14. BROKEN – lovelytheband
One of the catchiest ear worms of 2018, the debut single “Broken” by Los Angeles-based three-piece lovelytheband actually came out in 2017 as an exclusive release to Billboard that April, but didn’t chart until the beginning of 2018. It ended up being the #1 song of 2018 on the Billboard Alternative chart, and was my personal pick for top song of the year as well. “Broken” holds the current record for the longest time spent on that chart – an eye-popping 76 weeks! The song speaks to the idea that everyone’s flawed and has problems, and of finding someone who’s just as fucked up as you, and trying to make a go of it: “I like that you’re broken, broken like me. Maybe that makes me a fool. I like that you’re lonely, lonely like me. I could be lonely with you.” I love the chirpy synths, intricate guitars and assertive drumbeat, as well as lead singer Mitchy Collins’ irresistible, quirky vocals that had me listening to the song over and over.


13. TONGUE TIED – Grouplove
I love “Tongue Tied” by Los Angeles alt-rock band Grouplove with a passion. There, I said it. It’s an exhilarating synth pop song that fills me with strong feelings of euphoria, like a kid jumping up and down on a bed at a slumber party. So it was a surprise to discover in researching about the song that it was widely panned by music critics upon its release. A lot of music critics make me sick. They’re so fucking smug, self-impressed and full of shit. OK, now that I’ve got that off my chest, let me say that I think “Tongue Tied” is wonderful, and one of the best songs of the 2010s. Grouplove’s music is fun, quirky and infectious, and always a joy to listen to, even their downtempo songs. “Tongue Tied” starts off with what sounds to me like a sweet little banjo riff, then explodes into a cacophony of exuberant synths, deep bass, smashing drums and a boisterous chorus of cheers that set the stage for the adventure about to unfold as they head to a party. Singers Hannah Hooper and Christian Zucconi wail “Take me to your best friend’s house / Go around this roundabout Oh yeah / Take me to your best friend’s house / I loved you then and I love you now Oh yeah / Don’t take me tongue tied / Don’t wave no goodbye Don’t… / Right!” By song’s end, I’m left feeling happy, and there’s certainly nothing wrong with that. Many of their fans loved it too, as it ended up as the #2 song of 2012 on the Billboard Alternative chart.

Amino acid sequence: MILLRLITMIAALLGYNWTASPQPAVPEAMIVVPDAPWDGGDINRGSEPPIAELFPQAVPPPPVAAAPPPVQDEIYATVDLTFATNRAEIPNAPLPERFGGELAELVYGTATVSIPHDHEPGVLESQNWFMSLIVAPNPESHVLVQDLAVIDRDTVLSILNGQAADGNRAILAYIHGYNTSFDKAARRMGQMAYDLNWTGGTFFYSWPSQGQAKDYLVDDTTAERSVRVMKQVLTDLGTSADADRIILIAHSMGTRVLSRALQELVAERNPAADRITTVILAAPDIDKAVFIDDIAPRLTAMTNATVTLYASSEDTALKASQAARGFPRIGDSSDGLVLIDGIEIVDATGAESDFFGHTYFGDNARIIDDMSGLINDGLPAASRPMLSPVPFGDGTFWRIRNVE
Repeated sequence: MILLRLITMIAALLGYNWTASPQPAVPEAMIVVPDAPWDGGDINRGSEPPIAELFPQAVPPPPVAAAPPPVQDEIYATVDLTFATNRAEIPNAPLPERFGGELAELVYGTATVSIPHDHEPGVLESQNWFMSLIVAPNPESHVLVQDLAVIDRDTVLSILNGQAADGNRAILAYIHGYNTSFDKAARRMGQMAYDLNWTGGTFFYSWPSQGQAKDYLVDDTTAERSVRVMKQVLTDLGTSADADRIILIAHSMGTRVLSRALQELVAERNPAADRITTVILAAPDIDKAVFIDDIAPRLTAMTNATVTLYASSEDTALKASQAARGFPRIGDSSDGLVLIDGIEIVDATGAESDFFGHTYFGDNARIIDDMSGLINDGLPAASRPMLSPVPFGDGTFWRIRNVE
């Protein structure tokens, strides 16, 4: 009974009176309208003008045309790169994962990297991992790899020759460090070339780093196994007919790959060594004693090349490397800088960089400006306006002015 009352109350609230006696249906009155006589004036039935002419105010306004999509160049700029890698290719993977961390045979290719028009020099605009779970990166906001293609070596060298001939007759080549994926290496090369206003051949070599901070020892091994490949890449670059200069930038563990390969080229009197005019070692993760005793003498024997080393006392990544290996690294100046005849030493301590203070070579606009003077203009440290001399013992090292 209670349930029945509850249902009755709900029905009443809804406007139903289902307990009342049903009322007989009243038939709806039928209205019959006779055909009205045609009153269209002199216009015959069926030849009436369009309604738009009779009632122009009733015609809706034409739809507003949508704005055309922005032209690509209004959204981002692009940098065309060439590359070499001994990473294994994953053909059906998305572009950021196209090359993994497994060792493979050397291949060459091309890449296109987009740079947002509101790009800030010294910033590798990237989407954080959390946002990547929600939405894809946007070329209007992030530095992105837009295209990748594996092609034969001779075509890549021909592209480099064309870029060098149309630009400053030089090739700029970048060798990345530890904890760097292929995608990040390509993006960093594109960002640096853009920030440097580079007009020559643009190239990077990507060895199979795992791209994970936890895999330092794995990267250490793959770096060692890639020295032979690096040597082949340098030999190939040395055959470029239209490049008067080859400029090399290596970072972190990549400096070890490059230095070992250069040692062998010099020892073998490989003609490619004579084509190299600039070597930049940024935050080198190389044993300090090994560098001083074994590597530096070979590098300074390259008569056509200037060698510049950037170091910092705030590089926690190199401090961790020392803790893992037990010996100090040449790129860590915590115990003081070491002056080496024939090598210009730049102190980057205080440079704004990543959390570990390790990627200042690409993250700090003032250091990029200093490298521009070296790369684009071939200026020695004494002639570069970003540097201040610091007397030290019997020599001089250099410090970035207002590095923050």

12. DARK NECESSITIES – Red Hot Chili Peppers
The Red Hot Chili Peppers have been making great music for 30 years, racking up scores of hits. Thirteen of their songs have reached #1 on the Billboard Alternative chart, more than any other artist in the chart’s 31-year history. I love many of their songs, but my favorite is “Dark Necessities”, from their 11th studio album The Getaway. I think it’s their greatest song yet and a real masterpiece. The band teamed up with Brian Burton aka Danger Mouse for the writing and production of the song and album, and say what you will about the use of more complex music and instrumentation, but I love it. Flea’s wonderful opening bass riff, the vibrant piano keys, and Josh Klinghoffer’s layered funky guitars are all drop-dead gorgeous, and I especially love the repeated “aah aah” in the backing chorus. In a video interview for the band’s YouTube channel, lead singer Anthony Kiedis explained that the song “speaks to the beauty of our dark sides and how much creativity and growth and light actually comes out of those difficult struggles that we have on the inside of our heads that no one else can see.” He added that the song meant a lot to Burton and it was one of his favorites on the album. Mine too! The meaningful lyrics show a real maturation of The Red Hot Chili Peppers sound, which is totally appropriate for a band whose members by then were in their late 40s to early 50s.


11. NEED YOU NOW – Lady Antebellum